Strong economic trends sent all average mortgage rates climbing, with 30-year fixed-rate ascending to its fourth-highest level of the year, according to Freddie Mac.

30-Year FRM

15-Year FRM

5/1-Year ARM

Average Rates

4.60%

4.08%

3.93%

Fees & Points

0.4

0.4

0.2

Margin

N/A

N/A

2.76

"The higher rate environment, coupled with the ongoing lack of affordable inventory, has led to a drag on existing-home sales in the last few months," said Freddie Mac Chief Economist Sam Khater. "Yesterday, the Federal Reserve passed on raising short-term rates, but with the embers of a strong economy potentially stoking higher inflation, borrowing costs will likely modestly rise in coming months."

"Even with home price growth easing slightly in some markets, mortgage rates hovering near a seven-year high will certainly create affordability challenges for some prospective buyers looking to close," Khater added.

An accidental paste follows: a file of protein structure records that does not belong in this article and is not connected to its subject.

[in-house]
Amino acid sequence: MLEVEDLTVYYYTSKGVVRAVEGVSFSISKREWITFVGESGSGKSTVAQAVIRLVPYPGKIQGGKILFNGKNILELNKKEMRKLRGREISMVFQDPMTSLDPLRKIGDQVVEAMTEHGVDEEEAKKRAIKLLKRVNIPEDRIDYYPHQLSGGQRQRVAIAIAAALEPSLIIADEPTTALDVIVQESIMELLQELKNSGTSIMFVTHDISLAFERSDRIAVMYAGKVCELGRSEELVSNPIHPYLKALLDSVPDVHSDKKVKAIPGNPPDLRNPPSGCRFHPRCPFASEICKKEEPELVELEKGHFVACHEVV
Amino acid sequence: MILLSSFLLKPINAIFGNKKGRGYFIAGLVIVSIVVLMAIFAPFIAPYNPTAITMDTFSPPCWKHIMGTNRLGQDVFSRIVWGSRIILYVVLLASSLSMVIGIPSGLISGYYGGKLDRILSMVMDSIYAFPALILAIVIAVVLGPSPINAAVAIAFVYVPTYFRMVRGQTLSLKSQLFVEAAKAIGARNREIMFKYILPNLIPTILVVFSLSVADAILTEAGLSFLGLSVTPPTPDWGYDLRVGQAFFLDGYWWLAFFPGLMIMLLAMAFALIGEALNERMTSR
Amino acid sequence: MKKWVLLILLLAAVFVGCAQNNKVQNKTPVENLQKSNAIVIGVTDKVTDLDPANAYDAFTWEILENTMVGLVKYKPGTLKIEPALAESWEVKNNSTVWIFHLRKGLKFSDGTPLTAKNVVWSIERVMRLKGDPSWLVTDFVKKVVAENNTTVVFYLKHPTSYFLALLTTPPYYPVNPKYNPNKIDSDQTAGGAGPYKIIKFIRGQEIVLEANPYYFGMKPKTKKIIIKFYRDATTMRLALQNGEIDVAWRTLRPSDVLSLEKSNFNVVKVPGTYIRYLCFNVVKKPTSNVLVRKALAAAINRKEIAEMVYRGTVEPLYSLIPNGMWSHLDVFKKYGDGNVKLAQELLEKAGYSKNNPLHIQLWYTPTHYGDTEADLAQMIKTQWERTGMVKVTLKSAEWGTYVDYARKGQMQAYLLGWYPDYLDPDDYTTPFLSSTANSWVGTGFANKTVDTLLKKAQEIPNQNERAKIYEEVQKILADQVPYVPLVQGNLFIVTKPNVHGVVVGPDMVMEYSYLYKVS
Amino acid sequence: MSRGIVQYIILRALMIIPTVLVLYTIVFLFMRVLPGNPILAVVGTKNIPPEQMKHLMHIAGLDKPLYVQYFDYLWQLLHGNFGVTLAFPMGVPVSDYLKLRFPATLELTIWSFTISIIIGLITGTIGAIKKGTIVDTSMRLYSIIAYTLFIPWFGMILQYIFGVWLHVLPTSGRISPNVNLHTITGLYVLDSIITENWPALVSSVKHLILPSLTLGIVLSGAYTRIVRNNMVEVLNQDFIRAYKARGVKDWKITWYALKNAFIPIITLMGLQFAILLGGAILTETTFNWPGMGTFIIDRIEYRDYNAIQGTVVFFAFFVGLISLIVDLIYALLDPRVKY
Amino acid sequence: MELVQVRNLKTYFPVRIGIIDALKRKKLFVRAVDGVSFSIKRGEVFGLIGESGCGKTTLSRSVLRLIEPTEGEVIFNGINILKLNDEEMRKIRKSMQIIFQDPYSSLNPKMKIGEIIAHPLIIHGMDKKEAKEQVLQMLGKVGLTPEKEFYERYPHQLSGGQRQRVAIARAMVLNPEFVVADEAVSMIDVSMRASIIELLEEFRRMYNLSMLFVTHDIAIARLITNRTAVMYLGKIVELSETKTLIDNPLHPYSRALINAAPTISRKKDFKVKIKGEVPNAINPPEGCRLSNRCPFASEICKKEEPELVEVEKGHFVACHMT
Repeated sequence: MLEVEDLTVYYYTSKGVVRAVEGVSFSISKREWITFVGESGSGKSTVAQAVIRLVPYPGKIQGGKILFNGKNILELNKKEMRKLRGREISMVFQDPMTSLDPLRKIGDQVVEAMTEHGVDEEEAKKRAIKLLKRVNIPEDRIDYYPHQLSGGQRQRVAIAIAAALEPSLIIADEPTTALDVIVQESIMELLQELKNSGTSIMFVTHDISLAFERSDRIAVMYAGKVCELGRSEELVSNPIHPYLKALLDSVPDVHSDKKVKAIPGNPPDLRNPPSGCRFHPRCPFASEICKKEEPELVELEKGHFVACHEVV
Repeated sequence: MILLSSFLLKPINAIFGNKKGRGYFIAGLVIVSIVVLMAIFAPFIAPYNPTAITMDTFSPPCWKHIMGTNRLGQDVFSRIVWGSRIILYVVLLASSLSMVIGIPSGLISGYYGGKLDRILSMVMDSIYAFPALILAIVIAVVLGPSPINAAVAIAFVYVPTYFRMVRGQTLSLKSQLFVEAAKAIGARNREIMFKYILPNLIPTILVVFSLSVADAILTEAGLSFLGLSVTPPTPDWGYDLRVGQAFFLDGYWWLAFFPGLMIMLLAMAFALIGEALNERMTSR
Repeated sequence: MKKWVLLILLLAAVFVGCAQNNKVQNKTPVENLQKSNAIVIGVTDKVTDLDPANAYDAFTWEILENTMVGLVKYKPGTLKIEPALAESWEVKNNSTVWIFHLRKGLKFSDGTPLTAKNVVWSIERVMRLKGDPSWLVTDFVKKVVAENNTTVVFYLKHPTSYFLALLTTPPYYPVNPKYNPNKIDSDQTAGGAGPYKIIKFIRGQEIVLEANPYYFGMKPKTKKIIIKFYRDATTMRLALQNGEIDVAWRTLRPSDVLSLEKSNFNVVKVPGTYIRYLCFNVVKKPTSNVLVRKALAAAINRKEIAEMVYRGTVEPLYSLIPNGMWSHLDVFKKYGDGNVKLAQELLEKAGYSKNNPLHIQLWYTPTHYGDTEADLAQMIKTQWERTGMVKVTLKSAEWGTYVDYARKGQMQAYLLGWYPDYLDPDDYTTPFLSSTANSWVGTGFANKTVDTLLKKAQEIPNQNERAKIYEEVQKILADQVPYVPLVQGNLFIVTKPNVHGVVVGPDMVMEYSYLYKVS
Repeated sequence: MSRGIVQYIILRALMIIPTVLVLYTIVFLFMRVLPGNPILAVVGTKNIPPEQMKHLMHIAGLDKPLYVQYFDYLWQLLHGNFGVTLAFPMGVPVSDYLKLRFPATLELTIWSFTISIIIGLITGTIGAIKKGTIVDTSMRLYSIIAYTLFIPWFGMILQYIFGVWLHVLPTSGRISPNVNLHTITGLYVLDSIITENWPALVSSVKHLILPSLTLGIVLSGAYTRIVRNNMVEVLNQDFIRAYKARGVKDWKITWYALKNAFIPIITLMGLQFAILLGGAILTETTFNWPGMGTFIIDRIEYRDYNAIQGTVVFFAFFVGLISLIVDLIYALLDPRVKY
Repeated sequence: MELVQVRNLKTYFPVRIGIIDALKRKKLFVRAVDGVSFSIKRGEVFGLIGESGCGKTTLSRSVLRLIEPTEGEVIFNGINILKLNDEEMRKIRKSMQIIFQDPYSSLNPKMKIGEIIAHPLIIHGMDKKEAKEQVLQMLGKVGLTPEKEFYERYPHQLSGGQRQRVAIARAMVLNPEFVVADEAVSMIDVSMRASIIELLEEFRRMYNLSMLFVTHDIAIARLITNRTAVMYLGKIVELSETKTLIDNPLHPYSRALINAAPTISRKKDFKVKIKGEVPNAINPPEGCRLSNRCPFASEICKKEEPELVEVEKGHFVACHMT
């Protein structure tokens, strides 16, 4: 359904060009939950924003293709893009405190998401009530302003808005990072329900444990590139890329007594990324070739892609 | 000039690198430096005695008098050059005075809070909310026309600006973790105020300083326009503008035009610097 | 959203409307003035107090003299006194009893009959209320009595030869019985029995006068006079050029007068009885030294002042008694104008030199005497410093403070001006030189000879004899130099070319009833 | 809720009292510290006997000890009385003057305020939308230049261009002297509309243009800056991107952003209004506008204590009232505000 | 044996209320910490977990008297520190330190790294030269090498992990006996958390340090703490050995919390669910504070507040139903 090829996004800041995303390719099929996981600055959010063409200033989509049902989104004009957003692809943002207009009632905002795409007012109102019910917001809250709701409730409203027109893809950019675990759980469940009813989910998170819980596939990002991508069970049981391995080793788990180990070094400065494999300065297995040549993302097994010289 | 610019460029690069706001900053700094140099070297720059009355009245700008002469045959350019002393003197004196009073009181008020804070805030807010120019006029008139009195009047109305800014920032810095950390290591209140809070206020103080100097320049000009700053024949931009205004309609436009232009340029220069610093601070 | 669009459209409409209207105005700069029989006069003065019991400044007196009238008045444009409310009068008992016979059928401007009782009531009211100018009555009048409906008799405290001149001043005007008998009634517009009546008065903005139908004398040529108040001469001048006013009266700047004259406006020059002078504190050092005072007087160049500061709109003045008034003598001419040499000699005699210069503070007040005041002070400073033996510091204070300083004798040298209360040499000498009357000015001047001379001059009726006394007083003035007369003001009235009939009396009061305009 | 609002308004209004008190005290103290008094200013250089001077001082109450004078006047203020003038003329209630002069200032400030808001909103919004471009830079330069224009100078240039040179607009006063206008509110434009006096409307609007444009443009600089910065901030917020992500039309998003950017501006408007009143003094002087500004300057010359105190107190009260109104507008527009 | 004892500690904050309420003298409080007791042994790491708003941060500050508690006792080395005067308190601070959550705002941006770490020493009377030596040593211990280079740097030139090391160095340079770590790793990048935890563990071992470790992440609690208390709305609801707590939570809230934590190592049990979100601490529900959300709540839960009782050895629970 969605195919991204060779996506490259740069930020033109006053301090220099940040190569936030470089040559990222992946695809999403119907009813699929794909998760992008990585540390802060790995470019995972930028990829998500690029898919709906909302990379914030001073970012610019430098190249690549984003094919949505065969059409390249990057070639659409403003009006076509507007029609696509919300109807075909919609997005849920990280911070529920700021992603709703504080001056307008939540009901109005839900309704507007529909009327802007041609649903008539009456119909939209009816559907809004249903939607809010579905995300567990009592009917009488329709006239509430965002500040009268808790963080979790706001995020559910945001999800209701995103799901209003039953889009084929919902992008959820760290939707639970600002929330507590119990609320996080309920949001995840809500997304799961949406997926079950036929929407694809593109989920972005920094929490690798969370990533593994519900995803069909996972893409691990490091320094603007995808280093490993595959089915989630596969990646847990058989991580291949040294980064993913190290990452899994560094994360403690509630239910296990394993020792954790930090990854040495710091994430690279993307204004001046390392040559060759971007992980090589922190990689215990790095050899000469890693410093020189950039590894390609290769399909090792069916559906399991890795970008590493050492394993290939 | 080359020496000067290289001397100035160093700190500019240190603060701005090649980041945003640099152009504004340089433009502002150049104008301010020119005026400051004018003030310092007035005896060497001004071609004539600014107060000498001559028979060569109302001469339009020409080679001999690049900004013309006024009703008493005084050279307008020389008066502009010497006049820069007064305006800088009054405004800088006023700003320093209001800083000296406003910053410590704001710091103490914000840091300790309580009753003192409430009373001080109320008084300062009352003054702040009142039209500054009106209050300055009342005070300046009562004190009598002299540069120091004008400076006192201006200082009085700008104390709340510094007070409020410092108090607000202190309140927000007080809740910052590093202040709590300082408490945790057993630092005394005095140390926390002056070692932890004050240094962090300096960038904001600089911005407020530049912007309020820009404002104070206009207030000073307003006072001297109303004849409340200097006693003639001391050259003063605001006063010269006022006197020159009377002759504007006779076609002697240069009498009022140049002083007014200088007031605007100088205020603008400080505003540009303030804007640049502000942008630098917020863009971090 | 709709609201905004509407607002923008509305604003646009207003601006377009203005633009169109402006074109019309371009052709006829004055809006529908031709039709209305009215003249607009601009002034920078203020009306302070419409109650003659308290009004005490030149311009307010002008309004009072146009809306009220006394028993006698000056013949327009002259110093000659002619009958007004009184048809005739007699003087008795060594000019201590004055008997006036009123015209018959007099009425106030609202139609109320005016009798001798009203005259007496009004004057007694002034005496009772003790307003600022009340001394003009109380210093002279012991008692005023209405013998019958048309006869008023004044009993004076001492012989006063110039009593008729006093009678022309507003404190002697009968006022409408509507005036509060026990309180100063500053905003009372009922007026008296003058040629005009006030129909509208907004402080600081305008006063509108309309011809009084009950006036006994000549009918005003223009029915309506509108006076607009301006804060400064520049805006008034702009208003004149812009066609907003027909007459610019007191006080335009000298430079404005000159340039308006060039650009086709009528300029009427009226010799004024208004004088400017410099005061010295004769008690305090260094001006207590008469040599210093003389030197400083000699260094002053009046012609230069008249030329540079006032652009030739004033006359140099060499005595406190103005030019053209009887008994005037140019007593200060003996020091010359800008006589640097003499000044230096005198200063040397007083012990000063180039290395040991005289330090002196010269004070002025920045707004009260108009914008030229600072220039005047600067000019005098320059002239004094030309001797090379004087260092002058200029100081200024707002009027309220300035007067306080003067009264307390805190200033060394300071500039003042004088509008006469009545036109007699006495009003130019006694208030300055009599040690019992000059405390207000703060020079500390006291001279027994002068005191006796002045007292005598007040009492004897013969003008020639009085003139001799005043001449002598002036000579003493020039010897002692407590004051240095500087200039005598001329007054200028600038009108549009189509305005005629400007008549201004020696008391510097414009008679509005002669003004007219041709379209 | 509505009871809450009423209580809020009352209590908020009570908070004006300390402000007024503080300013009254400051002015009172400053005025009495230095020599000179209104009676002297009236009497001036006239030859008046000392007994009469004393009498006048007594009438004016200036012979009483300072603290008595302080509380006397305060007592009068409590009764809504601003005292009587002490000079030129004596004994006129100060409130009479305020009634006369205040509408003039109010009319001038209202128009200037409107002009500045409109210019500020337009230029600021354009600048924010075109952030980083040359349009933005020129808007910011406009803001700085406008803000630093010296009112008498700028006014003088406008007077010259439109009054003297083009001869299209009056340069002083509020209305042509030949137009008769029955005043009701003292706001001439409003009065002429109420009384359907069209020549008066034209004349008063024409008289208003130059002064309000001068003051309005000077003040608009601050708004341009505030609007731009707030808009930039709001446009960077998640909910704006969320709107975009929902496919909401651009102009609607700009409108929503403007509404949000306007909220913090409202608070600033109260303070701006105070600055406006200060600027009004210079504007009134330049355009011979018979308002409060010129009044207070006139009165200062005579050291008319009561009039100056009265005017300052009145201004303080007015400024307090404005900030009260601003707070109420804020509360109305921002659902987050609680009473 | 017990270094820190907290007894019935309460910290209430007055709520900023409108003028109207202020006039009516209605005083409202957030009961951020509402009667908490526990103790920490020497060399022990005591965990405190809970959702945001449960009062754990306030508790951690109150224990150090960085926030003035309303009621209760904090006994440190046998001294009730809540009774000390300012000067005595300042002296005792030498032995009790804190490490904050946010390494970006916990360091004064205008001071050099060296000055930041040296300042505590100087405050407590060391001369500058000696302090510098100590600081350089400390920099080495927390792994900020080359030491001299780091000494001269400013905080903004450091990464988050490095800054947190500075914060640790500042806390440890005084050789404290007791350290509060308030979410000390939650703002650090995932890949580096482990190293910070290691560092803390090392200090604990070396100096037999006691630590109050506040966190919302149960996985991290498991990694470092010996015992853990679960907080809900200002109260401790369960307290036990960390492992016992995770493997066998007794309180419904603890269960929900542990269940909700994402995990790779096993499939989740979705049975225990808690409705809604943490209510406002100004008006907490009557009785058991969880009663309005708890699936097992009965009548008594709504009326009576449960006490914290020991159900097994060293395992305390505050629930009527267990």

The 30-year fixed-rate mortgage averaged 4.6% for the week ending August 2, up six basis points from last week. At this time a year ago, the 30-year fixed-rate mortgage averaged 3.93%.

Mortgage rates rise

Yields on the 10-year Treasury note, a key indicator in pricing 30-year fixed-rate mortgages, kept going up since last week and broke the 3% barrier.

The 15-year fixed-rate mortgage also rose six basis points this week and averaged 4.08%. A year ago at this time, the 15-year fixed-rate mortgage averaged 3.18%.

The average five-year Treasury-indexed hybrid adjustable-rate mortgage went up six basis points as well, to 3.93%. The five-year adjustable-rate mortgage averaged 3.15% at this time last year.

"Mortgage rates trended higher over the past week as President Trump and European Commission President Juncker agreed to avert a trade war toward the end of the week, easing some of the trade tensions that had been putting downward pressure on rates," Aaron Terrazas, Zillow's senior economist, said when that company released its own rate tracker on Aug. 1.

The strong economic data released on July 27 was largely expected and already priced into interest rates. This was reinforced in the Aug. 1 Federal Open Market Committee statement, and that solidified market expectations for future rate hikes this year, he said.

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